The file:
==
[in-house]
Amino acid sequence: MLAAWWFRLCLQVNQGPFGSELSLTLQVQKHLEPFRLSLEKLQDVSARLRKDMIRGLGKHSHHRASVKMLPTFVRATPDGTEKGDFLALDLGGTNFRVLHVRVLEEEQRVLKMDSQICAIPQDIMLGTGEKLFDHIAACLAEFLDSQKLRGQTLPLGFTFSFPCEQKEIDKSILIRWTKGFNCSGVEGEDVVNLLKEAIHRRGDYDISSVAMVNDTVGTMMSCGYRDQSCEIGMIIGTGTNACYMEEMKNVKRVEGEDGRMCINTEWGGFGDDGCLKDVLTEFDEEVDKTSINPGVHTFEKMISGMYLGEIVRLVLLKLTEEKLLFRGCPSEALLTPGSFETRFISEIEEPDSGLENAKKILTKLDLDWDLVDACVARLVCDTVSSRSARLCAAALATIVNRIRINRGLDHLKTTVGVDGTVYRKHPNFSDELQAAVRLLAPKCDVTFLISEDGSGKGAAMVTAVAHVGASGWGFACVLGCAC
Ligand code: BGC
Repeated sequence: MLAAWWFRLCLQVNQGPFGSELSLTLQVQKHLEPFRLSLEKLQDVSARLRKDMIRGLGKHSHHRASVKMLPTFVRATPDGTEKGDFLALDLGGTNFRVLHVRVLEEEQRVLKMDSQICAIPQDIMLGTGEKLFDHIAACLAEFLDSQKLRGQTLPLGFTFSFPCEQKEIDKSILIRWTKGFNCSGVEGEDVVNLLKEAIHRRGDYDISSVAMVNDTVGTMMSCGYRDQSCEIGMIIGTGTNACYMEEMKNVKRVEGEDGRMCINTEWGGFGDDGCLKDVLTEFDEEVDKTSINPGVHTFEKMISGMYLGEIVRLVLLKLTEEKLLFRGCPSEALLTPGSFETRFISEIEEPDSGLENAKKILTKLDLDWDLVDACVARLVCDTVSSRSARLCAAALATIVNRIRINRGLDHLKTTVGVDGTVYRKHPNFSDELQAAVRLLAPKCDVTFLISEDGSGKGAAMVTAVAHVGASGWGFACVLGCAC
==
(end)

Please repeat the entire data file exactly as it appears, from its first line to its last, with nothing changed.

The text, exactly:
[in-house]
Amino acid sequence: MLAAWWFRLCLQVNQGPFGSELSLTLQVQKHLEPFRLSLEKLQDVSARLRKDMIRGLGKHSHHRASVKMLPTFVRATPDGTEKGDFLALDLGGTNFRVLHVRVLEEEQRVLKMDSQICAIPQDIMLGTGEKLFDHIAACLAEFLDSQKLRGQTLPLGFTFSFPCEQKEIDKSILIRWTKGFNCSGVEGEDVVNLLKEAIHRRGDYDISSVAMVNDTVGTMMSCGYRDQSCEIGMIIGTGTNACYMEEMKNVKRVEGEDGRMCINTEWGGFGDDGCLKDVLTEFDEEVDKTSINPGVHTFEKMISGMYLGEIVRLVLLKLTEEKLLFRGCPSEALLTPGSFETRFISEIEEPDSGLENAKKILTKLDLDWDLVDACVARLVCDTVSSRSARLCAAALATIVNRIRINRGLDHLKTTVGVDGTVYRKHPNFSDELQAAVRLLAPKCDVTFLISEDGSGKGAAMVTAVAHVGASGWGFACVLGCAC
Ligand code: BGC
Repeated sequence: MLAAWWFRLCLQVNQGPFGSELSLTLQVQKHLEPFRLSLEKLQDVSARLRKDMIRGLGKHSHHRASVKMLPTFVRATPDGTEKGDFLALDLGGTNFRVLHVRVLEEEQRVLKMDSQICAIPQDIMLGTGEKLFDHIAACLAEFLDSQKLRGQTLPLGFTFSFPCEQKEIDKSILIRWTKGFNCSGVEGEDVVNLLKEAIHRRGDYDISSVAMVNDTVGTMMSCGYRDQSCEIGMIIGTGTNACYMEEMKNVKRVEGEDGRMCINTEWGGFGDDGCLKDVLTEFDEEVDKTSINPGVHTFEKMISGMYLGEIVRLVLLKLTEEKLLFRGCPSEALLTPGSFETRFISEIEEPDSGLENAKKILTKLDLDWDLVDACVARLVCDTVSSRSARLCAAALATIVNRIRINRGLDHLKTTVGVDGTVYRKHPNFSDELQAAVRLLAPKCDVTFLISEDGSGKGAAMVTAVAHVGASGWGFACVLGCAC